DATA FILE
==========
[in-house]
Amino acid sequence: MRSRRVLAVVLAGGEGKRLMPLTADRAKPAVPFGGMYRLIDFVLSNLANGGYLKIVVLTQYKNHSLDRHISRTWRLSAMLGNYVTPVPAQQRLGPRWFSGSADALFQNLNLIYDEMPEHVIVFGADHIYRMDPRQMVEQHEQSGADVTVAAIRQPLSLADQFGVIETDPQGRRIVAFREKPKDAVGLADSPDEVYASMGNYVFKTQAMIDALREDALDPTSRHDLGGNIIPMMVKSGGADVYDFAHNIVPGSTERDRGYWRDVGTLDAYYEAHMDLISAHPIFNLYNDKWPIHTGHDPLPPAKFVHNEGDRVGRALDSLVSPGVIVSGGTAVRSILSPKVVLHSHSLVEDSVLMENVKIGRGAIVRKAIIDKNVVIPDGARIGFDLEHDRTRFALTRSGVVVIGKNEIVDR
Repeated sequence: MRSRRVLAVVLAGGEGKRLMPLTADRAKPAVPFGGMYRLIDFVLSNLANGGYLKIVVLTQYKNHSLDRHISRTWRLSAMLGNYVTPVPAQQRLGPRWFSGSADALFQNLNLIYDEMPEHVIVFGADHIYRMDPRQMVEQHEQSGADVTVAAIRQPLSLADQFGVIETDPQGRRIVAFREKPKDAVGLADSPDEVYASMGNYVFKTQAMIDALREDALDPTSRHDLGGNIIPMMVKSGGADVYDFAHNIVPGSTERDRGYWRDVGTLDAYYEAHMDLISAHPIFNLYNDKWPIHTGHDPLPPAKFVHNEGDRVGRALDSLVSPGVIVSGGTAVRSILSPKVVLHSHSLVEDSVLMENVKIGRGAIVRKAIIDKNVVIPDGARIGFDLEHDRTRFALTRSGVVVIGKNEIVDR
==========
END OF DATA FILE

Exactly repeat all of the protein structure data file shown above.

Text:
[in-house]
Amino acid sequence: MRSRRVLAVVLAGGEGKRLMPLTADRAKPAVPFGGMYRLIDFVLSNLANGGYLKIVVLTQYKNHSLDRHISRTWRLSAMLGNYVTPVPAQQRLGPRWFSGSADALFQNLNLIYDEMPEHVIVFGADHIYRMDPRQMVEQHEQSGADVTVAAIRQPLSLADQFGVIETDPQGRRIVAFREKPKDAVGLADSPDEVYASMGNYVFKTQAMIDALREDALDPTSRHDLGGNIIPMMVKSGGADVYDFAHNIVPGSTERDRGYWRDVGTLDAYYEAHMDLISAHPIFNLYNDKWPIHTGHDPLPPAKFVHNEGDRVGRALDSLVSPGVIVSGGTAVRSILSPKVVLHSHSLVEDSVLMENVKIGRGAIVRKAIIDKNVVIPDGARIGFDLEHDRTRFALTRSGVVVIGKNEIVDR
Repeated sequence: MRSRRVLAVVLAGGEGKRLMPLTADRAKPAVPFGGMYRLIDFVLSNLANGGYLKIVVLTQYKNHSLDRHISRTWRLSAMLGNYVTPVPAQQRLGPRWFSGSADALFQNLNLIYDEMPEHVIVFGADHIYRMDPRQMVEQHEQSGADVTVAAIRQPLSLADQFGVIETDPQGRRIVAFREKPKDAVGLADSPDEVYASMGNYVFKTQAMIDALREDALDPTSRHDLGGNIIPMMVKSGGADVYDFAHNIVPGSTERDRGYWRDVGTLDAYYEAHMDLISAHPIFNLYNDKWPIHTGHDPLPPAKFVHNEGDRVGRALDSLVSPGVIVSGGTAVRSILSPKVVLHSHSLVEDSVLMENVKIGRGAIVRKAIIDKNVVIPDGARIGFDLEHDRTRFALTRSGVVVIGKNEIVDR